Sometimes for the sake of curiosity, or based on an actual desire to just do something different, you may try to use some unusual names for folders on your Windows system–with mixed results. With that in mind, today’s SuperUser Q&A post has the answer to a curious reader’s question.

Today’s Question & Answer session comes to us courtesy of SuperUser—a subdivision of Stack Exchange, a community-driven grouping of Q&A web sites.

Message window screenshot courtesy of Ben N (SuperUser).

The Question

SuperUser reader EdwardBlack wants to know why it is not possible to name a folder ._. on his Windows 7 system:

I just noticed that it is not possible to name a folder ._. on my Windows 7 system. It gets renamed to ._ instead. Sometimes it disappears just after naming it, but then reappears after refreshing the view. Windows seems to have a problem with dots at the end of a filename. Why is this?

Why is it not possible to name a folder ._. in Windows 7?

The Answer

SuperUser contributor Ben N has the answer for us:

Windows normally requires files to have either no extension or an extension that is at least one character long. It does not like zero length extensions (i.e. file names that end with a period). Folders can have extensions too, therefore, Windows does not let their names end with a period.

Source: From the article linked to by DavidPostill:

  • Use a period to separate the base file name from the extension in the name of a directory or file.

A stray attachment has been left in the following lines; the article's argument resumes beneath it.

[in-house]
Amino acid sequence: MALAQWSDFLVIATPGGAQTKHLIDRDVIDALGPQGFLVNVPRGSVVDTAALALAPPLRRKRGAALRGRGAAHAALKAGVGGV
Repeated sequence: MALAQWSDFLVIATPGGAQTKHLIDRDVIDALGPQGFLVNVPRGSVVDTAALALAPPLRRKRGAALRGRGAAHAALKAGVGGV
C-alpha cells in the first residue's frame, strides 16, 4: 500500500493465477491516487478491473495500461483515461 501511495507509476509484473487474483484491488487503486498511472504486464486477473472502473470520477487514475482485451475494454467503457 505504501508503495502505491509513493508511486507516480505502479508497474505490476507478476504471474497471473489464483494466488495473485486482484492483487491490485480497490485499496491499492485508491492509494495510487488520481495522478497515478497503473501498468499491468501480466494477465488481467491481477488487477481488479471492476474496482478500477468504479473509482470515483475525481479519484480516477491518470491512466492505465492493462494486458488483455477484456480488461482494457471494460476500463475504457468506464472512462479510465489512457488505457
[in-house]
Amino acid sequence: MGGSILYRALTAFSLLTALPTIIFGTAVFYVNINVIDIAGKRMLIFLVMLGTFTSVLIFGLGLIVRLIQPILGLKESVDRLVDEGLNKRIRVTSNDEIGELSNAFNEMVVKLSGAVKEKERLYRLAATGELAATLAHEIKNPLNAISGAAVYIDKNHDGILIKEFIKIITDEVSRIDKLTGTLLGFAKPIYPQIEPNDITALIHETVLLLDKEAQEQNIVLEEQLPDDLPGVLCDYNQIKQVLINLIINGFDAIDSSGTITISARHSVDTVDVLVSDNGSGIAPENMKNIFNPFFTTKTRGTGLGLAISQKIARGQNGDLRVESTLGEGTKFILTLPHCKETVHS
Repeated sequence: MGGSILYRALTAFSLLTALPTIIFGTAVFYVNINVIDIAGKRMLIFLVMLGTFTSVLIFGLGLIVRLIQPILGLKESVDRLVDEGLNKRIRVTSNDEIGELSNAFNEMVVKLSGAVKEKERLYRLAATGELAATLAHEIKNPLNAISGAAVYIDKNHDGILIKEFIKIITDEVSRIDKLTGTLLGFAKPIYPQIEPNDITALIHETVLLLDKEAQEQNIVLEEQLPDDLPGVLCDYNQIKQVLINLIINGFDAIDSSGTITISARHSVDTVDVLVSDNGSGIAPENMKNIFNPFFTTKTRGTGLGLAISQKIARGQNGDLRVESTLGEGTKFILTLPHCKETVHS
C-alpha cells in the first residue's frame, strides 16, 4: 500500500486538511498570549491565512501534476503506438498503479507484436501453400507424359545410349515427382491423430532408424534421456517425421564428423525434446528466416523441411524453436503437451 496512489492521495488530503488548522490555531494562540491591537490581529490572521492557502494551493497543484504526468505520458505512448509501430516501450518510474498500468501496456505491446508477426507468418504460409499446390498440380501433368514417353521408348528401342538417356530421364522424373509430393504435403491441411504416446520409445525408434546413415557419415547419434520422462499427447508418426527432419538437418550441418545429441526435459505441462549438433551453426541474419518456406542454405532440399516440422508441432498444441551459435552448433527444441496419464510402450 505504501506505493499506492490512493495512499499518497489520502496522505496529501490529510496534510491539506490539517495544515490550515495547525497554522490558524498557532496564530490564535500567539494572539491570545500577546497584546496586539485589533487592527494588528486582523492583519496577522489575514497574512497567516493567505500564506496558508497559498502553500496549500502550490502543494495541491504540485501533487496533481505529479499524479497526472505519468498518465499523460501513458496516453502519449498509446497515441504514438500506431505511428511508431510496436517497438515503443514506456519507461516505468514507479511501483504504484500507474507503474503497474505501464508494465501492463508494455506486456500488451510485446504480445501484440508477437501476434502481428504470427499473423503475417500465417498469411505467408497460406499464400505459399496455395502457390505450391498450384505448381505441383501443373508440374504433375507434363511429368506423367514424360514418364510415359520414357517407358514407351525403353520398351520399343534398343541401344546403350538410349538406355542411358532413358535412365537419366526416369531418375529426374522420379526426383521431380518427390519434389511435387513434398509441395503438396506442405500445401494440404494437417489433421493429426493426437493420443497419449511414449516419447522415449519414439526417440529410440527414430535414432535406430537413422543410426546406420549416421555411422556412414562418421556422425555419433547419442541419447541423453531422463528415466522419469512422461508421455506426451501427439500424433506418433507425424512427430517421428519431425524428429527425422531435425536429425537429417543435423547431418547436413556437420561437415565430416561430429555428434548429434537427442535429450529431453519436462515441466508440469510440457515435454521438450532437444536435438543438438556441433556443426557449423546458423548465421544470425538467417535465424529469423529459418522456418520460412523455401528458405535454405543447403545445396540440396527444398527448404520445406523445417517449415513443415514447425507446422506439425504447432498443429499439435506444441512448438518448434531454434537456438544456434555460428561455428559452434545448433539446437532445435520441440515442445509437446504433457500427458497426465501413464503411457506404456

If you try to end a file or directory name with a period, Windows just assumes that you did not want an extension and thus removes it (even if you create it with the md command in a command prompt window).

Danger Zone

If you really want a folder name to end with period, you will need to use the magic raw name override sequence of \\?\. In a command prompt window, md \\?\C:\path\to\container\._. will indeed create a folder named ._., but lots of programs will have problems with it, even Windows Explorer:

Such a directory can only be removed with the rd command followed by its \\?\ name, or renamed with its short (8.3, dir /x) name.

Have something to add to the explanation? Sound off in the comments. Want to read more answers from other tech-savvy Stack Exchange users? Check out the full discussion thread here.

Akemi Iwaya
Akemi Iwaya has been part of the How-To Geek/LifeSavvy Media team since 2009. She has previously written under the pen name "Asian Angel" and was a Lifehacker intern before joining How-To Geek/LifeSavvy Media. She has been quoted as an authoritative source by ZDNet Worldwide.
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